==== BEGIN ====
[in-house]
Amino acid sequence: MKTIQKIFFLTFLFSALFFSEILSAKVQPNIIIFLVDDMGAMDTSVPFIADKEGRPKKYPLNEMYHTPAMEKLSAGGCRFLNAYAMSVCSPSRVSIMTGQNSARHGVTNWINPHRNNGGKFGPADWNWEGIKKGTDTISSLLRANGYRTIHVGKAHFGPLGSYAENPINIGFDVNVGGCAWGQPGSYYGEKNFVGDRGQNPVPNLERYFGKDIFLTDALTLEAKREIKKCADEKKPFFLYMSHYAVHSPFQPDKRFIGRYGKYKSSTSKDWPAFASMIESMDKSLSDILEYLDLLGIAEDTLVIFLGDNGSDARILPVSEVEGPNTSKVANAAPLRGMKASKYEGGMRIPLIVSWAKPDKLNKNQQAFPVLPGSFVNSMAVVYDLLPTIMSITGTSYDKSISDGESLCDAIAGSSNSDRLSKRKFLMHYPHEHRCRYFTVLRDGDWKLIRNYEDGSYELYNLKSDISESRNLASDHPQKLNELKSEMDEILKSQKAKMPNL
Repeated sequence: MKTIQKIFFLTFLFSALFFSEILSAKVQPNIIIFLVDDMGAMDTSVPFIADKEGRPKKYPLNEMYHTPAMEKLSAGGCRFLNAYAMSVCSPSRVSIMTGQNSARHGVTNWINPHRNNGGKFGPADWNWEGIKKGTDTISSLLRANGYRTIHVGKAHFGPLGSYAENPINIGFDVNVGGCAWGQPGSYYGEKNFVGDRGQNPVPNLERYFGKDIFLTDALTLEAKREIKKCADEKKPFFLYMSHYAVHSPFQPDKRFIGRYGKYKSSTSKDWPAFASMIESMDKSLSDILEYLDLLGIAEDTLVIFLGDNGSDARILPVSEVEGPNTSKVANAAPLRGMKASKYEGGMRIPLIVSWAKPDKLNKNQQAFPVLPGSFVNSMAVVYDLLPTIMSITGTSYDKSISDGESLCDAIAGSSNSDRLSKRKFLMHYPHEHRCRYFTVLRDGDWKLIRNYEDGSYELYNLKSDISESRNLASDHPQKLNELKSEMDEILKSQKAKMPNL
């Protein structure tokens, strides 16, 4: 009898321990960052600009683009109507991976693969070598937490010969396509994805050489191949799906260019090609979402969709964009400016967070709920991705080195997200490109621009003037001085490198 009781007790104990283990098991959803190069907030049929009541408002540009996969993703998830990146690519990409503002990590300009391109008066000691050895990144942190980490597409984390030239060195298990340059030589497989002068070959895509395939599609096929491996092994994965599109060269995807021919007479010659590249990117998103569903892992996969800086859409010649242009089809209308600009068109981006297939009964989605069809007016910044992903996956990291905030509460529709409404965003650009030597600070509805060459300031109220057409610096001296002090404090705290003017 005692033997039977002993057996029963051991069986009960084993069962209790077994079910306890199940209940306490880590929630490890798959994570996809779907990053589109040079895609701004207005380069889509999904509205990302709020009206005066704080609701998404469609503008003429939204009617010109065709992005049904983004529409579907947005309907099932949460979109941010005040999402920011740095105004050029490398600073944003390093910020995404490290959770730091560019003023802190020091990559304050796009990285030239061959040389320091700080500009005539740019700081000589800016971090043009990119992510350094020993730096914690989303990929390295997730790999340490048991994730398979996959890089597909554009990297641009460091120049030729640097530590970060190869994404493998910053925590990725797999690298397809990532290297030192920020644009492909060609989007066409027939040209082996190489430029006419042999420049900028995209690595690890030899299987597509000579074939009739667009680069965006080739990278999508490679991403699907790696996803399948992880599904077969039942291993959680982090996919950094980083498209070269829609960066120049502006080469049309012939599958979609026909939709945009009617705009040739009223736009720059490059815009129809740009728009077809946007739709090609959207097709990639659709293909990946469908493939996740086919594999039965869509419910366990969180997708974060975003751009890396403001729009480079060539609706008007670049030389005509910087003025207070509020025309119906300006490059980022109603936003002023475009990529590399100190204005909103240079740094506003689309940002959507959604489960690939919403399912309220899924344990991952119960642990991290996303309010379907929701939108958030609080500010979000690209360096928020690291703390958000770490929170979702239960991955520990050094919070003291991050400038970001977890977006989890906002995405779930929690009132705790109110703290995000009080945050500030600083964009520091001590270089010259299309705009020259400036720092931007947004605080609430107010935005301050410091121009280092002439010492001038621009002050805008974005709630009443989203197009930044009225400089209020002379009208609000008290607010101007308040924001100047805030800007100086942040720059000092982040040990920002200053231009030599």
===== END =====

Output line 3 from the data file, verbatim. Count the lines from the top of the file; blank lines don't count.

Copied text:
Repeated sequence: MKTIQKIFFLTFLFSALFFSEILSAKVQPNIIIFLVDDMGAMDTSVPFIADKEGRPKKYPLNEMYHTPAMEKLSAGGCRFLNAYAMSVCSPSRVSIMTGQNSARHGVTNWINPHRNNGGKFGPADWNWEGIKKGTDTISSLLRANGYRTIHVGKAHFGPLGSYAENPINIGFDVNVGGCAWGQPGSYYGEKNFVGDRGQNPVPNLERYFGKDIFLTDALTLEAKREIKKCADEKKPFFLYMSHYAVHSPFQPDKRFIGRYGKYKSSTSKDWPAFASMIESMDKSLSDILEYLDLLGIAEDTLVIFLGDNGSDARILPVSEVEGPNTSKVANAAPLRGMKASKYEGGMRIPLIVSWAKPDKLNKNQQAFPVLPGSFVNSMAVVYDLLPTIMSITGTSYDKSISDGESLCDAIAGSSNSDRLSKRKFLMHYPHEHRCRYFTVLRDGDWKLIRNYEDGSYELYNLKSDISESRNLASDHPQKLNELKSEMDEILKSQKAKMPNL